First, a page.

On November 13, 2019, the Intellectual Property Institute of Canada (IPIC) and Fasken held a webinar on advanced patent prosecution strategies for patenting artificial intelligence (AI) related inventions.
Isi Caulder from Bereskin & Parr and I spoke on a number of topics including:
• AI Industry Trends to Watch • Claiming Strategies • Satisfying Subject Matter and Enablement Requirements • AI Patenting Considerations in Canada, the U.S. and Europe • Enforcement Considerations and Trends
Hosted in the Toronto office of Fasken, the seminar was webcast to Fasken’s Montreal, Ottawa, Calgary and Vancouver offices. The aim of the seminar was to provide attendees with understanding and insight into intellectual property (IP) and patent prosecution strategies for AI-based systems while considering the evolving subject matter/enablement landscape and current enforcement trends. We also considered more esoteric topics such as whether AI-based systems could be considered inventors under the patent system.
If you are interested in AI and IP law, please reach out for more information as any of the participants would be more than happy to discuss this ever changing area with you.
The long-awaited date has arrived. The amendments to Canada’s Patent Act and Rules, in order to implement Canada’s obligations under the Patent
Law Treaty (PLT), come into effect today.
The PLT is intended to harmonize and streamline formal procedures for
national and regional patent applications and patents in order to make them
more user friendly. Briefly, among other
changes, the amendments will introduce: (i) shorter deadlines for certain actions;
(ii) concepts of “third party rights”, “due care” and omissions being
“unintentional”; (iii) notices for missed deadlines; (iv) simplified
requirements in order to obtain a filing date; and (v) restoration of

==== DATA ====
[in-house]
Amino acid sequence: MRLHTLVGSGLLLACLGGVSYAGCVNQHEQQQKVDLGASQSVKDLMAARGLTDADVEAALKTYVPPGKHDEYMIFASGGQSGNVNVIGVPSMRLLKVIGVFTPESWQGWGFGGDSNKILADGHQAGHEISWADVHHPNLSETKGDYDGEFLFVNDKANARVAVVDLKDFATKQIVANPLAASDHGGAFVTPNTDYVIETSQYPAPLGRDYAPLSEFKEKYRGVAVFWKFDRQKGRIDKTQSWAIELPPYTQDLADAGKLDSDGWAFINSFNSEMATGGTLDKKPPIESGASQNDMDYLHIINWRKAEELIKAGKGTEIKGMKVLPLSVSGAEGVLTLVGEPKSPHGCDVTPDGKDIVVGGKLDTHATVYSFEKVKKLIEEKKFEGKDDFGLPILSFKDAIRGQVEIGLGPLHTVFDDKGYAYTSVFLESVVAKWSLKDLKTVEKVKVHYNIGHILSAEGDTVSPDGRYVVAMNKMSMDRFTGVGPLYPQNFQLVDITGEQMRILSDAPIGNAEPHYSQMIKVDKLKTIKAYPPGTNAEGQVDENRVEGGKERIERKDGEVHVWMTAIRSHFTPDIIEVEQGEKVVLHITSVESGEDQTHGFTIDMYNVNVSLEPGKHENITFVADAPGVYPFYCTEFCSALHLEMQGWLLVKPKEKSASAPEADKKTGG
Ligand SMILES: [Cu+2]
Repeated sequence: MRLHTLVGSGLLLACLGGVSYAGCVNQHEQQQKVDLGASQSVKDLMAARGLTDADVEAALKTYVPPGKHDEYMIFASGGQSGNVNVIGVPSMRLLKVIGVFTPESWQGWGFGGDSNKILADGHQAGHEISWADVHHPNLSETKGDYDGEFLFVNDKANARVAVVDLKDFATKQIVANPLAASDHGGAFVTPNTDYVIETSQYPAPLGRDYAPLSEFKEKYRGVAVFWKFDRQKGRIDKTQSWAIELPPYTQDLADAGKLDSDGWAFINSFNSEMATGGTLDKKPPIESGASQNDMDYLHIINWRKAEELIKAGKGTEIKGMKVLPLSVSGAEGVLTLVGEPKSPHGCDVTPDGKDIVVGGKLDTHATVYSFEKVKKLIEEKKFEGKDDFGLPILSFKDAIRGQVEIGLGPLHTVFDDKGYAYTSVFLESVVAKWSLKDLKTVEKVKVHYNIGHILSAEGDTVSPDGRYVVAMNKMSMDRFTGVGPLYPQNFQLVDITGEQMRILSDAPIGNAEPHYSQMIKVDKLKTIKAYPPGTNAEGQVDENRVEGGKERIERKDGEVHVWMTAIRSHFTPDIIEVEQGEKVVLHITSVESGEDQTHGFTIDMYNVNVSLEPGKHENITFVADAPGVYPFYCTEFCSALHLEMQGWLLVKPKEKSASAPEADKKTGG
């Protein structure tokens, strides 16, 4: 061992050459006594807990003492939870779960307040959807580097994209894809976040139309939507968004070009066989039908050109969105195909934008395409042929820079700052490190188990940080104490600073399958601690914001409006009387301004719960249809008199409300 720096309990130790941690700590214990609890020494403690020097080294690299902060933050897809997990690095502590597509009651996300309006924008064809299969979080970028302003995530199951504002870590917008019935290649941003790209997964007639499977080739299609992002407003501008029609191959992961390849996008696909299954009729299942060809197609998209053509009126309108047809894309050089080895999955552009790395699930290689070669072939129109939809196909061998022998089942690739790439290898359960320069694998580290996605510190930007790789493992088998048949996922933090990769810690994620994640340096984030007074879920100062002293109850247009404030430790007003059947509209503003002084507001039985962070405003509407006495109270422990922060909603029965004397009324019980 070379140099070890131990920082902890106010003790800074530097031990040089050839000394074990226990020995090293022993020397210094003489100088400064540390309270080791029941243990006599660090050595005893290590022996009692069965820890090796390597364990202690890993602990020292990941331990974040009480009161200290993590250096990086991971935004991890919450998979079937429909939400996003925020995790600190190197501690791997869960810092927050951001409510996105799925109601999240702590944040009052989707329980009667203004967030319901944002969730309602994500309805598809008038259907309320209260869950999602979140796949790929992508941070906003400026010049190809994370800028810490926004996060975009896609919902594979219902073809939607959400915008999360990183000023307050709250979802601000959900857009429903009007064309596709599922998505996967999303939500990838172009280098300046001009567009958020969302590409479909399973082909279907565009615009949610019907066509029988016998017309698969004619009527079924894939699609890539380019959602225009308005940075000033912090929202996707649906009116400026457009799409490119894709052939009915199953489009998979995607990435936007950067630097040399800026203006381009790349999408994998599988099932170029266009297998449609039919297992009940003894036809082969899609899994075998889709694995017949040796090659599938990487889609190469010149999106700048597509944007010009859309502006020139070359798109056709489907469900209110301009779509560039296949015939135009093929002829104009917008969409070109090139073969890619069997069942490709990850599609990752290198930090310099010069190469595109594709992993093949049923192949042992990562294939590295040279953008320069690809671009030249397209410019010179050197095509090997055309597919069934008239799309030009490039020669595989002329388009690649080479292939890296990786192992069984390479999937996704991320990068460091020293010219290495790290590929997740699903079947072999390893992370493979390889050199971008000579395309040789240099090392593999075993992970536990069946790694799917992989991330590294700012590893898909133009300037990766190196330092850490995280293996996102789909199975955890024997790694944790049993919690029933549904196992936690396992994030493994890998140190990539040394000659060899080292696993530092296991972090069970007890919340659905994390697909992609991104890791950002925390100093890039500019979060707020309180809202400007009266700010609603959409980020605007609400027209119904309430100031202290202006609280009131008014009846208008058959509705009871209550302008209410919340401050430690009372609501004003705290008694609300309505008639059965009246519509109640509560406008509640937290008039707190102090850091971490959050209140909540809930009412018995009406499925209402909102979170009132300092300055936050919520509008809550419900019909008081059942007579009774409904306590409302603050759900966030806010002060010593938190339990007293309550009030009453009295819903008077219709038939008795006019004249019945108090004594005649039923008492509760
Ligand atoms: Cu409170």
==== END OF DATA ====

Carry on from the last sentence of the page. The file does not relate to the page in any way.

priority. For a detailed overview of some
of the most significant changes, please refer to our bulletin on The New Patent Rules.
Ever wished you had help with carving your Halloween pumpkin? If so, Harry Edwin Graves invented something just for you! Graves (the perfect name for the inventor of a Halloween themed invention) developed a device for carving a “jack-o-lantern” made of two curved plates engaging opposite sides of the pumpkin and retained in place by cords which are laced through the adjacent edge portions of the plates, the front plate having cutters for the eyes, nose and mouth. Enjoy carving your pumpkin and Happy Halloween!
Traditionally, statements made during prosecution of Canadian patent applications or corresponding foreign patent applications (the “file wrapper”) were not admissible for construing terms in the claims of Canadian patents (so-called “file wrapper estoppel”). The Supreme Court of Canada even went so far as to refer to file wrapper estoppel as a “pandora’s box”. In the immortal words of Bob Dylan, however, times they are a changing. Recent legislative changes to the Canadian Patent Act, and more recently the decision of the Federal Court of Canada in Canmar Foods Ltd. v. TA Foods Ltd. appears to have changed that.
In view of the the legislative changes and the Canmar decision, patent applicants in Canada should be more circumspect as to what material makes its way into the Canadian prosecution file. As with many things in life, sometimes the less said the better!
In Canmar, the parties were competitors in the manufacture and supply of flax seed products, particularly roasted flax seed products. The plaintiff/patentee, Canmar Foods Ltd. (“Canmar”), owned a Canadian patent directed to methods for roasting oil seeds and the products produced by these methods. Canmar became aware of the defendant’s roasted flax seed products and, when talks broke down, Canmar commenced infringement proceedings.
In a motion for summary judgment. the defendant, TA Foods Ltd. (“TA Foods”), argued that its activities fell outside the scope of the claims of the Canadian patent, when properly construed. TA Foods took the position that in addition to applying a purposive construction to the claims based on a reading of the claims and the specification as a whole, the Court must also take into account representations made during prosecution (e.g. the file wrapper) of the Canadian patent. TA Foods, relying on both the Canadian and U.S. prosecution histories, argued that limitations added to overcome prior art cited in the U.S. case, which were incorporated into the Canadian patent, argued against infringement.